Hillman v. Nationwide Mut. Fire Ins. Co. , 855 P.2d 1321, 1327-28 (Alaska 1993)).  



          98        See E.P. v. Alaska Psychiatric Inst., 205 P.3d 1101, 1106 (Alaska 2009)  



                                                  

("We  .  .  .  review  questions  of  statutory  interpretation  de  novo.");  City  of  Kodiak  v.  

Parish ,  986  P.2d  201,  202  (Alaska  1999)  (applying  independent  judgment  to  the  

interpretation of Rule 82(e)); Ford v. Municipality of Anchorage , 813 P.2d 654, 655  

(Alaska 1991) ("Since this case involves the interpretation of a civil rule, we exercise our  

                                                 

independent judgment.").  



                                                               -40-                                                         6986
  


----------------------- Page 41-----------------------

which damages are apportioned among the parties under AS 09.17.080, the [attorney's]     



fees awarded to the plaintiff under (b)(1) of this rule must also be apportioned among the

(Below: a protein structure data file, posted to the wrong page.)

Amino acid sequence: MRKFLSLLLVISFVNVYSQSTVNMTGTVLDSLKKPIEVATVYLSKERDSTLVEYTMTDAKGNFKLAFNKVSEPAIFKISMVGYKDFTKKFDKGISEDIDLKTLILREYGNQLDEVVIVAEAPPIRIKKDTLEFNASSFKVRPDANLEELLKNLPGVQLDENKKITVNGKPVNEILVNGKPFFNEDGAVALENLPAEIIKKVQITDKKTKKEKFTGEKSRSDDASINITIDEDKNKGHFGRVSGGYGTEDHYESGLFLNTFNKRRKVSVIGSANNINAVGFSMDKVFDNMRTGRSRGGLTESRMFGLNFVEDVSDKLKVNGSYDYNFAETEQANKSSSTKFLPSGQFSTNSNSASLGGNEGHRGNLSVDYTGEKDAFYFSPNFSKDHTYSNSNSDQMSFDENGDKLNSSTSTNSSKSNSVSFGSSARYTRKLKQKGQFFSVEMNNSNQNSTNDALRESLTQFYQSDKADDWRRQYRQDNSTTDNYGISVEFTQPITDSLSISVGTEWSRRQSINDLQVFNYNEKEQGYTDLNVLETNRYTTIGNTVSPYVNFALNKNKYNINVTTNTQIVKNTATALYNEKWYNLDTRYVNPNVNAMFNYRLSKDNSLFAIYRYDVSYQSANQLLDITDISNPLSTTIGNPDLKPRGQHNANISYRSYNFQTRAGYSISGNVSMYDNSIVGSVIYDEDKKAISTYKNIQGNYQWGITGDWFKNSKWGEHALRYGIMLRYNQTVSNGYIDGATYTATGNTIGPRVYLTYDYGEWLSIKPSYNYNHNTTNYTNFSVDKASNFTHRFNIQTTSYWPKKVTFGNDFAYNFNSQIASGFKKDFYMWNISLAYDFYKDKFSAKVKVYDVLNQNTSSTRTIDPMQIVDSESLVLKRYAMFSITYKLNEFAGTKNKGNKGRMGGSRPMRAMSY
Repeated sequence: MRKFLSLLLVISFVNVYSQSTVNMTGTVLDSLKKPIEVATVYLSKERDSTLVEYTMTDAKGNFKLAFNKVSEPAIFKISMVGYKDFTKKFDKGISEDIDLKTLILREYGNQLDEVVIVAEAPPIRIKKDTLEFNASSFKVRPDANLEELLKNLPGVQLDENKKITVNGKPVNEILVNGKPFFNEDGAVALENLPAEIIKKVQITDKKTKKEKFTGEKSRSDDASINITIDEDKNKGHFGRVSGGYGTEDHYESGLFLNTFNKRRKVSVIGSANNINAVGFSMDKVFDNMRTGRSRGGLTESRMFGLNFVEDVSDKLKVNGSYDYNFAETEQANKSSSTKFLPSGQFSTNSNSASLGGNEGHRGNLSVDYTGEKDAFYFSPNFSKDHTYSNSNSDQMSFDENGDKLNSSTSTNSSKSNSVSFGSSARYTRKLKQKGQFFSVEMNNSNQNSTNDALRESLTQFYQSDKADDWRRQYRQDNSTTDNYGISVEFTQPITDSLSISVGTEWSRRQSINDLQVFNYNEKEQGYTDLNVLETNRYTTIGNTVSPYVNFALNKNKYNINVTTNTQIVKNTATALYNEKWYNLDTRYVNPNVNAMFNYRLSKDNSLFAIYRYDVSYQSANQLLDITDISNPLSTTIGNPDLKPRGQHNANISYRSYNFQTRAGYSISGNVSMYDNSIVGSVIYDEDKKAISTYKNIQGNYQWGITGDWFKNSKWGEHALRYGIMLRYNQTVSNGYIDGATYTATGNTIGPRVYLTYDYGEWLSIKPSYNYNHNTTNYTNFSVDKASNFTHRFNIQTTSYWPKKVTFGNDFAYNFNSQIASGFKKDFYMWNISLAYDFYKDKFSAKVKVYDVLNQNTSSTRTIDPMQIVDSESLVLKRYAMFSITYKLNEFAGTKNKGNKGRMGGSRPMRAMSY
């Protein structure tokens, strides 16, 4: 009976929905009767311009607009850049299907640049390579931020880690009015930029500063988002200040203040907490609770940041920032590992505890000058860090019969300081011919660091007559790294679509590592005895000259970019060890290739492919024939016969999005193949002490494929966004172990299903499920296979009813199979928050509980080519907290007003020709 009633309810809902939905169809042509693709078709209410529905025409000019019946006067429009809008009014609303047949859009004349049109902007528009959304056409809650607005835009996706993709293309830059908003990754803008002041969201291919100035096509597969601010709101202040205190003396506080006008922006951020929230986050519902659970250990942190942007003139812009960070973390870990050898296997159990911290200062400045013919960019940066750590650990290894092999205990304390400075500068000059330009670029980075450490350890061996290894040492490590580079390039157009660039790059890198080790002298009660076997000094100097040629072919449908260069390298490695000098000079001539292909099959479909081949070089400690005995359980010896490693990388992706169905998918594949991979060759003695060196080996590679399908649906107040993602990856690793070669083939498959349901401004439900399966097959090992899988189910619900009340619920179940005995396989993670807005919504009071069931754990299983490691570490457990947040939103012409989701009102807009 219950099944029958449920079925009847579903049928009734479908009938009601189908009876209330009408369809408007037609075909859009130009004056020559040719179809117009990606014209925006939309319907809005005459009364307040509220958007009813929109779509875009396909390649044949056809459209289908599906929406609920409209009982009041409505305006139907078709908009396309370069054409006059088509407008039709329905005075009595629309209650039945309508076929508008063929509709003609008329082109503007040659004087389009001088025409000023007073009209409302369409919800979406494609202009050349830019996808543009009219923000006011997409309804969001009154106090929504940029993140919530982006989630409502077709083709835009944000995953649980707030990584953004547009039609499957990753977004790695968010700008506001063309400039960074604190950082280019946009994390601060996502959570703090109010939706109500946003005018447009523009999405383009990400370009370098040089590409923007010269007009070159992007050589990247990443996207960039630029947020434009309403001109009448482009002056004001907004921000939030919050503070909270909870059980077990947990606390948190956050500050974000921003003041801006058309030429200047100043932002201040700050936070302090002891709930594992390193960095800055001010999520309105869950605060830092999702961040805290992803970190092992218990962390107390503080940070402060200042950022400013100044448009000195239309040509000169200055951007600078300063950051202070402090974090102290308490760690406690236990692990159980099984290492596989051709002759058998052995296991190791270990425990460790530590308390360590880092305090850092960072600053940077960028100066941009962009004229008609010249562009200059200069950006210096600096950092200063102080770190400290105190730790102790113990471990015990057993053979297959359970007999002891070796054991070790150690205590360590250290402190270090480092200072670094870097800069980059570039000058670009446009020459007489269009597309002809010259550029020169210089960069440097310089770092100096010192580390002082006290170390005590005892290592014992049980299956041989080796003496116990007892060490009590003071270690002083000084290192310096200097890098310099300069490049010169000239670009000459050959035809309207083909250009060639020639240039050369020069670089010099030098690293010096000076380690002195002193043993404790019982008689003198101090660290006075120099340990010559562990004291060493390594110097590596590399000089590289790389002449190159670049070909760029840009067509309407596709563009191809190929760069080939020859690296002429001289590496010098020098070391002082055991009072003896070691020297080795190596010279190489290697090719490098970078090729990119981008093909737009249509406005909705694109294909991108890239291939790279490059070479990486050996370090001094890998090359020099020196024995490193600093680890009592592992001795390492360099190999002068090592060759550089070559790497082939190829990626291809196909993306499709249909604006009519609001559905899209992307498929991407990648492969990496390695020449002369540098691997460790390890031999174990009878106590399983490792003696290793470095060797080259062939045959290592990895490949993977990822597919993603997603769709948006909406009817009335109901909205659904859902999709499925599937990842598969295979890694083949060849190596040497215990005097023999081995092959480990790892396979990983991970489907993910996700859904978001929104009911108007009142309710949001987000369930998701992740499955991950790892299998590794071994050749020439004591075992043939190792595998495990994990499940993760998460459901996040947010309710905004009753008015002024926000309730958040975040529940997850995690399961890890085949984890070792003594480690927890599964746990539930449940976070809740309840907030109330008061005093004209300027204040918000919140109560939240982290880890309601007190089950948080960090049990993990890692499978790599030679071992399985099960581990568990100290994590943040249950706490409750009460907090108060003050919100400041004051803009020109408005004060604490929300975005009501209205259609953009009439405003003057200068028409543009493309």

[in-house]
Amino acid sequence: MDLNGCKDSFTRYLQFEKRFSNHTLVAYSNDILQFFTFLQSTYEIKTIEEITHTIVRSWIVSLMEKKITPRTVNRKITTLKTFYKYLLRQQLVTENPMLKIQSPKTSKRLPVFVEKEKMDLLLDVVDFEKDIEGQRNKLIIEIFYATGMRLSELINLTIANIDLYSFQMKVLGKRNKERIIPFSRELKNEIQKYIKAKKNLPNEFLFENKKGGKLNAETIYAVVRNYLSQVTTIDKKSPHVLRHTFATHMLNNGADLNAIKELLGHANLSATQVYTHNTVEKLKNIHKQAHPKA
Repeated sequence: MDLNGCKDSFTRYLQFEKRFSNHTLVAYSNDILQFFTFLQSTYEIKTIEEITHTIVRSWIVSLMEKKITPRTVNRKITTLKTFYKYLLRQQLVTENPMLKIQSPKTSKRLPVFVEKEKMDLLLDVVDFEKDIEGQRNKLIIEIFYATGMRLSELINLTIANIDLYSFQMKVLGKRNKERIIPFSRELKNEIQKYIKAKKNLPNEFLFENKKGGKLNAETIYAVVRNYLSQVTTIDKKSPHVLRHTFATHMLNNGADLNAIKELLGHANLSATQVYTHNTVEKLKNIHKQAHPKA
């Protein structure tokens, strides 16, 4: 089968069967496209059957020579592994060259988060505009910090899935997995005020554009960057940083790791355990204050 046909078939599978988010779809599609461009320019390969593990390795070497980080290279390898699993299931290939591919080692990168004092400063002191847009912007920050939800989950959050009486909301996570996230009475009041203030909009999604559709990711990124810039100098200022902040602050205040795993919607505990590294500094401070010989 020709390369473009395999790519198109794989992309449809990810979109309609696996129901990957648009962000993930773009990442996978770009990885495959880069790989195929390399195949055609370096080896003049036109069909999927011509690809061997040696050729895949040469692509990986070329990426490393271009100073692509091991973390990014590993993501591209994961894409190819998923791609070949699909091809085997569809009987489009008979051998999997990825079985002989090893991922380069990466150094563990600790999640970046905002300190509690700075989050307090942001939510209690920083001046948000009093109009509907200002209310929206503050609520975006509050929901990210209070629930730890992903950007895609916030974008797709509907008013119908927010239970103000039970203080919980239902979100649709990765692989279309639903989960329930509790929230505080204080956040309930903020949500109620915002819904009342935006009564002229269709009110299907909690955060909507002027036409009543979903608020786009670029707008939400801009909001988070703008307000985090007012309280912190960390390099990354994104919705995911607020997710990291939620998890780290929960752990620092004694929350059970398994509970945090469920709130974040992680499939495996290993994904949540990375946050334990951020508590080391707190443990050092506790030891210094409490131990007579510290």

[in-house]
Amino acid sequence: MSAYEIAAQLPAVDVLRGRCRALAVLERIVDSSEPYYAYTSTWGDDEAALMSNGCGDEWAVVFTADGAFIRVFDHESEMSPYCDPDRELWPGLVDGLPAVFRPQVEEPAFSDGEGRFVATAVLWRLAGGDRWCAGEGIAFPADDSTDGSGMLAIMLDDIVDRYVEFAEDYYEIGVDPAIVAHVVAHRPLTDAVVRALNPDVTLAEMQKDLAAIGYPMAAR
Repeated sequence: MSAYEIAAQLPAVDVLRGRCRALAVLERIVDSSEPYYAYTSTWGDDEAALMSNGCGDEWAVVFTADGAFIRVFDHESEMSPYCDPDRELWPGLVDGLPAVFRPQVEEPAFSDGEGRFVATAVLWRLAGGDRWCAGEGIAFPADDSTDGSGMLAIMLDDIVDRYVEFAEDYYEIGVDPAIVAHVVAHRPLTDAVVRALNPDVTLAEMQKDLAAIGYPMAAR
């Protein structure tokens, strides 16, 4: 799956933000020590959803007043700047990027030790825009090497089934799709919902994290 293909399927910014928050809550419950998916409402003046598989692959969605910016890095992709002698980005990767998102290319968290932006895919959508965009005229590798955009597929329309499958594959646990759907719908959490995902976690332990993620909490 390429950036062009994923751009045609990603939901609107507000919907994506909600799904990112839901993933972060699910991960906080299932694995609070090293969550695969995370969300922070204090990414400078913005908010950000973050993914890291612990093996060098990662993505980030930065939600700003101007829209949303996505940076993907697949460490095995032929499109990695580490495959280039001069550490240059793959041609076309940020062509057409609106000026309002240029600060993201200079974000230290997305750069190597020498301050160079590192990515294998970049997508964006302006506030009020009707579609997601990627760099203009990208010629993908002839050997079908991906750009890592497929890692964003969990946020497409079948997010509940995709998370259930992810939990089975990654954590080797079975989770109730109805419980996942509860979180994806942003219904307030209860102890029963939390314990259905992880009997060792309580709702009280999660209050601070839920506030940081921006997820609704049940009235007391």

parties according to their respective percentages of fault."                                               And the fee schedule in Rule     



82(b)(1) requires the court to calculate attorney's fees based on the judgment and, if     



awarded, the prejudgment interest.  



                        We have previously held that "the fit between Rule 79(h) and Rule 82(e)  

                99  When "Rule 82(e) does not apply with regard to attorney's fees, . . . the same  

is snug."                                               

conclusion must follow with respect to Rule 79(h) costs."100  And because Rule 82(b)(1)  



calculates attorney's fees based on the final judgment awarded to the prevailing party -  

                                                                                                                             



not the claimant's total injury before apportionment - attorney's fees calculated under  



                                                                                                                    

Rule 82(b)(1) will already have been reduced to reflect any fault attributed to the plaintiff